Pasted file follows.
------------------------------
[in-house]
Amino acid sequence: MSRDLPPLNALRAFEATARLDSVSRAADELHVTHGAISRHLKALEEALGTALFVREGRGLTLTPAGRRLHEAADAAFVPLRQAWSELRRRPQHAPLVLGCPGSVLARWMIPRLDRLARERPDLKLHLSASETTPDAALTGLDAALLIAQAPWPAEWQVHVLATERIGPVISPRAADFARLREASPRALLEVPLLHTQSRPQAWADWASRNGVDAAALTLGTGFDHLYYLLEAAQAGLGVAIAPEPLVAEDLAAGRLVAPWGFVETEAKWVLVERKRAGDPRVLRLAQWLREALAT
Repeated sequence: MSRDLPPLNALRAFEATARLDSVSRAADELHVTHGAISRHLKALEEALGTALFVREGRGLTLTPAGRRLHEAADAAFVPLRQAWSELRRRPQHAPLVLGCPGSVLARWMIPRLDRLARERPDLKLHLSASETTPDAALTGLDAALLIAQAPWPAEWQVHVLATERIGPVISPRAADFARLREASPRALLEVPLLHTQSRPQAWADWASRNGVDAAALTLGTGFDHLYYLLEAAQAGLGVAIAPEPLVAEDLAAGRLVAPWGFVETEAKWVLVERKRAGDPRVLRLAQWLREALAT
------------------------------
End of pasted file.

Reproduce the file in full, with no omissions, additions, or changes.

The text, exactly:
[in-house]
Amino acid sequence: MSRDLPPLNALRAFEATARLDSVSRAADELHVTHGAISRHLKALEEALGTALFVREGRGLTLTPAGRRLHEAADAAFVPLRQAWSELRRRPQHAPLVLGCPGSVLARWMIPRLDRLARERPDLKLHLSASETTPDAALTGLDAALLIAQAPWPAEWQVHVLATERIGPVISPRAADFARLREASPRALLEVPLLHTQSRPQAWADWASRNGVDAAALTLGTGFDHLYYLLEAAQAGLGVAIAPEPLVAEDLAAGRLVAPWGFVETEAKWVLVERKRAGDPRVLRLAQWLREALAT
Repeated sequence: MSRDLPPLNALRAFEATARLDSVSRAADELHVTHGAISRHLKALEEALGTALFVREGRGLTLTPAGRRLHEAADAAFVPLRQAWSELRRRPQHAPLVLGCPGSVLARWMIPRLDRLARERPDLKLHLSASETTPDAALTGLDAALLIAQAPWPAEWQVHVLATERIGPVISPRAADFARLREASPRALLEVPLLHTQSRPQAWADWASRNGVDAAALTLGTGFDHLYYLLEAAQAGLGVAIAPEPLVAEDLAAGRLVAPWGFVETEAKWVLVERKRAGDPRVLRLAQWLREALAT